The HUGE Theater will host a forum Wednesday, Sept. 6 for a community discussion following news that the theater’s landlord supported the 2016 Senate run of David Duke, a white nationalist and former KKK leader.
Staff at Club Jager quit after a City Pages story detailed Julius Jaeger DeRoma’s donation to Duke’s campaign to represent Louisiana in Congress. An employee told The Journal that Aug. 31 was the staff’s last night.
According to public records filed with the Federal Exchange Commission, DeRoma donated $500 to Duke’s Senate bid.
DeRoma could not be reached for comment. In an interview with WCCO, DeRoma said the donation was “basically free speech” and the issue had “blown up beyond what it should be.”
DeRoma is a real estate developer and owns several buildings in Minneapolis, including the home of Huge Theater. In a statement, the Lyn-Lake improv theater, which is in its third year of a 10-year lease, said it was not aware of its landlord’s donation. The group has worked with other theaters around the country to develop student guidelines “to make sure our classes and stage are inclusive and free of threat or intimidation of any kind.”
“From our first days we have worked to build an inclusive community and to illuminate the path from student to stage so we could share this art form we love,” its board of directors said in a statement. “For these reasons and more, we would like to formally tell Nazis and the KKK that they can [expletive] straight off.”
DeRoma is also the landlord of Uptown’s Buffalo Exchange. The vintage and used clothing store said in a statement that the business is “not aligned with him or his views.”
“Buffalo Exchange is a family-owned business committed to celebrating diversity and individuality through inclusion and fashion. We stand against discrimination and hate in every way,” it said.
De Roma owns the building home to Legacy Glassworks, and a shop statement said owners, residents and staff “denounce racism and bias in any form. We will continue to foster an inclusive work and community environment.”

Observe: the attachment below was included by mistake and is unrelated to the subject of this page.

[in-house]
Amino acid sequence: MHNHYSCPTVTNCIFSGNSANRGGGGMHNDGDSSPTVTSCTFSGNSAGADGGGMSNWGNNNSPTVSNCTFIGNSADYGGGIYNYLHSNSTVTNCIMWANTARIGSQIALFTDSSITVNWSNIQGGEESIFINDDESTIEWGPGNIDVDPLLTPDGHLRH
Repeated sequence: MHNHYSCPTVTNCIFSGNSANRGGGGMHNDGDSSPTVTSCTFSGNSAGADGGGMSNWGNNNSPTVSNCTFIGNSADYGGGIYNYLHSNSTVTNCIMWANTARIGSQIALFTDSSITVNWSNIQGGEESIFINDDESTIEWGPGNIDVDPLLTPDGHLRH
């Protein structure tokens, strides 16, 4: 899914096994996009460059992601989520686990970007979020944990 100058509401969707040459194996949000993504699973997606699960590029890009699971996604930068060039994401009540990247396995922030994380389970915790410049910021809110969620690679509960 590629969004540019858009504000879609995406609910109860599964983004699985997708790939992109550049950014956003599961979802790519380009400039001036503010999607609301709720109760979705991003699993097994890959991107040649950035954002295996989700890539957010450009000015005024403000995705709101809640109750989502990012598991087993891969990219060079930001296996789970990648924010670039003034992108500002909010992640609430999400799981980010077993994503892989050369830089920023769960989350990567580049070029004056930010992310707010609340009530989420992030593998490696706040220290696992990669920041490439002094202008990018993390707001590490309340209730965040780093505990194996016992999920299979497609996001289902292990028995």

Club Jäger, built in 1906, is one of the city’s oldest continuously operated bars. DeRoma bought it in 2004.
Current and former employees of Club Jäger are distancing themselves from the bar’s owner.
Ryan Crossland, the bar’s general manager, said in a public Facebook post that he met with staff last week.
“The staff and I are sick about this. This is not who we are or what we believe in,” he said.
Jake Rudh, the DJ behind the popular Transmission dance nights, said he would no longer host the weekly event at the North Loop bar.
“I refuse to stay at a venue where the owner supports the likes of David Duke and his messages of hate,” he wrote on Facebook. “Bigotry, hate, violence, and racism has no place at Transmission or anywhere on this planet.”
Rep. Keith Ellison said in a statement that people should raise their voices against “haters like Duke, but also to the financiers of his hate.”
“Minneapolis prides itself on its diversity and willingness to accept all people — no matter their race and religion. The views of David Duke, the KKK, and white supremacists everywhere are at complete odds with our Constitution and Minnesota values,” he said.
The HUGE Theater forum runs from 5 p.m.-7 p.m. Wednesday, Sept. 6 at the theater, located at 3037 Lyndale Ave. S. The forum will be moderated by Levi Weinhagen, a member of the improv community and host of the Not About You podcast.